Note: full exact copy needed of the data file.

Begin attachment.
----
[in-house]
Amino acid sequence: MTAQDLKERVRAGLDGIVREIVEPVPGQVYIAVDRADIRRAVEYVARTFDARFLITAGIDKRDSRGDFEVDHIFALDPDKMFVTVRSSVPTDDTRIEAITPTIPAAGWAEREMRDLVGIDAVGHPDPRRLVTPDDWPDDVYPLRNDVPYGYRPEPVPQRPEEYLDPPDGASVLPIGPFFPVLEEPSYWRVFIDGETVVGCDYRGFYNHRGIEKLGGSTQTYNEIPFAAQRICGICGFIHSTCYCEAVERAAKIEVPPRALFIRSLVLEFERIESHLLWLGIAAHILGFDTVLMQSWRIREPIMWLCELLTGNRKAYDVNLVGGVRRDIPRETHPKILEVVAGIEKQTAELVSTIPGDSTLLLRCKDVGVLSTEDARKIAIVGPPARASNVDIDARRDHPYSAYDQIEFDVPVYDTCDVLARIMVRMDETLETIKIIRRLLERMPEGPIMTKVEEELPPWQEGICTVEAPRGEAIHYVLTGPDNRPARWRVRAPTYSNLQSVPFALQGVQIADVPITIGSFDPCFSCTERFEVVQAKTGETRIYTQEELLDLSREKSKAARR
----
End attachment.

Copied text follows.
[in-house]
Amino acid sequence: MTAQDLKERVRAGLDGIVREIVEPVPGQVYIAVDRADIRRAVEYVARTFDARFLITAGIDKRDSRGDFEVDHIFALDPDKMFVTVRSSVPTDDTRIEAITPTIPAAGWAEREMRDLVGIDAVGHPDPRRLVTPDDWPDDVYPLRNDVPYGYRPEPVPQRPEEYLDPPDGASVLPIGPFFPVLEEPSYWRVFIDGETVVGCDYRGFYNHRGIEKLGGSTQTYNEIPFAAQRICGICGFIHSTCYCEAVERAAKIEVPPRALFIRSLVLEFERIESHLLWLGIAAHILGFDTVLMQSWRIREPIMWLCELLTGNRKAYDVNLVGGVRRDIPRETHPKILEVVAGIEKQTAELVSTIPGDSTLLLRCKDVGVLSTEDARKIAIVGPPARASNVDIDARRDHPYSAYDQIEFDVPVYDTCDVLARIMVRMDETLETIKIIRRLLERMPEGPIMTKVEEELPPWQEGICTVEAPRGEAIHYVLTGPDNRPARWRVRAPTYSNLQSVPFALQGVQIADVPITIGSFDPCFSCTERFEVVQAKTGETRIYTQEELLDLSREKSKAARR